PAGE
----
Dashcam shows fatal Tesla Model S crash in China

The crash took place in China in January and reportedly may have involved the car's Autopilot feature.

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CNET editor Dong Ngo has been involved with technology since 2000, starting with testing gadgets and writing code for CNET Labs' benchmarks. He now manages CNET San Francisco Labs, reviews 3D printers, networking/storage devices, and also writes about other topics from online security to new gadgets and how technology impacts the life of people around the world.
Dong Ngo
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Tesla is already under investigation in the US for what was believed to be the first reported fatality in a Model S that occurred while the sedan's cruise control feature, called Autopilot, was engaged. That accident happened in May.

However, reports says, Autopilot may have been involved in an earlier fatal accident in China.

In January 2016, a man borrowed a Model S from his father and was driving on Hong Kong-Macau Expressway, according to Chinese media reports on Wednesday. The driver reportedly crashed into a street cleaning truck that occupied half of his lane and was killed in the accident.

The impact destroyed the vehicle's logs, which are needed to determine if Autopilot was being used at the time. Traffic police reportedly said there were no brake marks, and dashcam video appears to show the Model S crashing into the truck at a high speed.

Tesla's owner manual has a warning against this kind of rear-end situations:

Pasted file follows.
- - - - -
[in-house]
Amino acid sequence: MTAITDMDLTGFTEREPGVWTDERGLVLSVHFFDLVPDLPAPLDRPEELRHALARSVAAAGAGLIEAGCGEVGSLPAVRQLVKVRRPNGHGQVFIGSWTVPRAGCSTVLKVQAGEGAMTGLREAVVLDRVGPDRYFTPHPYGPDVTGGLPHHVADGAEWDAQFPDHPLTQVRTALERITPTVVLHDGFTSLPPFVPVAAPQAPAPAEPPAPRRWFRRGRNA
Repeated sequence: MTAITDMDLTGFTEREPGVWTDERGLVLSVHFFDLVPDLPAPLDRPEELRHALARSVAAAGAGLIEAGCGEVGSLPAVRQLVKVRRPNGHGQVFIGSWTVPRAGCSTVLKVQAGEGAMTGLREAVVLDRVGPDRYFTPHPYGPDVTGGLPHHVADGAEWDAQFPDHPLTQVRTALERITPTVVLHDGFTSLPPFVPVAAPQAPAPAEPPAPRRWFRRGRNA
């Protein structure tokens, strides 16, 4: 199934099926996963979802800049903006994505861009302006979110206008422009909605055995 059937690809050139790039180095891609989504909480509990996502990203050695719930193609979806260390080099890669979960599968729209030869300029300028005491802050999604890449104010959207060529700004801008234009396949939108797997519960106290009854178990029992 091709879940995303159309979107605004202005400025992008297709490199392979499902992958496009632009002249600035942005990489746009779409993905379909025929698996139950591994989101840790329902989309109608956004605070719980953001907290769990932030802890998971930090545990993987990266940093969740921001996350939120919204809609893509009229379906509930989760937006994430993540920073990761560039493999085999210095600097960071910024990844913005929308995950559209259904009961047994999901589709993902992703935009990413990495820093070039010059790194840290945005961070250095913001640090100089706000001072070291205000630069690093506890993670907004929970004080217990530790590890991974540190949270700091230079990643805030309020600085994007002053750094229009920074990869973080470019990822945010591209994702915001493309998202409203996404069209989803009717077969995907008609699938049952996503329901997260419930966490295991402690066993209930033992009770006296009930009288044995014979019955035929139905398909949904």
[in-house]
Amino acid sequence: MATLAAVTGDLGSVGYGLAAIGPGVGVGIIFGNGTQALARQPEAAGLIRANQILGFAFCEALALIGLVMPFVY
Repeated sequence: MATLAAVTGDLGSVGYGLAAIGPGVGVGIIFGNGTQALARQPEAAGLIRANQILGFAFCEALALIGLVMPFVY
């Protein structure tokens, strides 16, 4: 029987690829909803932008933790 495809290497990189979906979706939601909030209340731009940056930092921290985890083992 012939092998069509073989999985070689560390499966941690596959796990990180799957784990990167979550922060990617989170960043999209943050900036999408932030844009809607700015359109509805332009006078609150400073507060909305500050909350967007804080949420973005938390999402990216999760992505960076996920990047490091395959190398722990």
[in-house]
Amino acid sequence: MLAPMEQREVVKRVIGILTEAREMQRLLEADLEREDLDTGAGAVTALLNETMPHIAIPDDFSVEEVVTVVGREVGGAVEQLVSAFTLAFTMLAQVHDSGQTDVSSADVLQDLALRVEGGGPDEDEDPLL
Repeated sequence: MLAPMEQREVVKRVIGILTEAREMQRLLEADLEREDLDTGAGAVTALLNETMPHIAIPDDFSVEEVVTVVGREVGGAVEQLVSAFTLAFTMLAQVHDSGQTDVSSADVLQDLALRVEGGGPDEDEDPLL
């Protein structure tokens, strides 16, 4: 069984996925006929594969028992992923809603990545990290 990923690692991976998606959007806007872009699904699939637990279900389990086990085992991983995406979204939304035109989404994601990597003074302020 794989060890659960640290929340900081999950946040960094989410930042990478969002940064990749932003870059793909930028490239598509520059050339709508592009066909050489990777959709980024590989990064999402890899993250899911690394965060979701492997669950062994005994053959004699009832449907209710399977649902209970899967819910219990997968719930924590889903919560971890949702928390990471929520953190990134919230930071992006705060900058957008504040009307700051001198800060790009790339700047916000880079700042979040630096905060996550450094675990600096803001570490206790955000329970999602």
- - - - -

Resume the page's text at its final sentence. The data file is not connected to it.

"Traffic-Aware Cruise Control can not detect all objects and may not brake/decelerate for stationary vehicles, especially in situations when you are driving over 50 mph (80 km/h) and a vehicle you are following moves out of your driving path and a stationary vehicle or object, bicycle, or pedestrian is in front of you instead," it reads.

The family of the driver is now suing Tesla, according to reports, and the incident is still under investigation by the local authorities.

In response to CNET's request for comment, Tesla offered this statement:

We were saddened to learn of the death of our customer's son. We take any incident with our vehicles very seriously and immediately reached out to our customer when we learned of the crash. Because of the damage caused by the collision, the car was physically incapable of transmitting log data to our servers and we therefore have no way of knowing whether or not Autopilot was engaged at the time of the crash. We have tried repeatedly to work with our customer to investigate the cause of the crash, but he has not provided us with any additional information that would allow us to do so.

This week, Tesla said it's going to upgrade its software to version 8 that, among other improvements, will make Autopilot smarter.

Updated at 12:58 p.m. PT: with a comment from Tesla.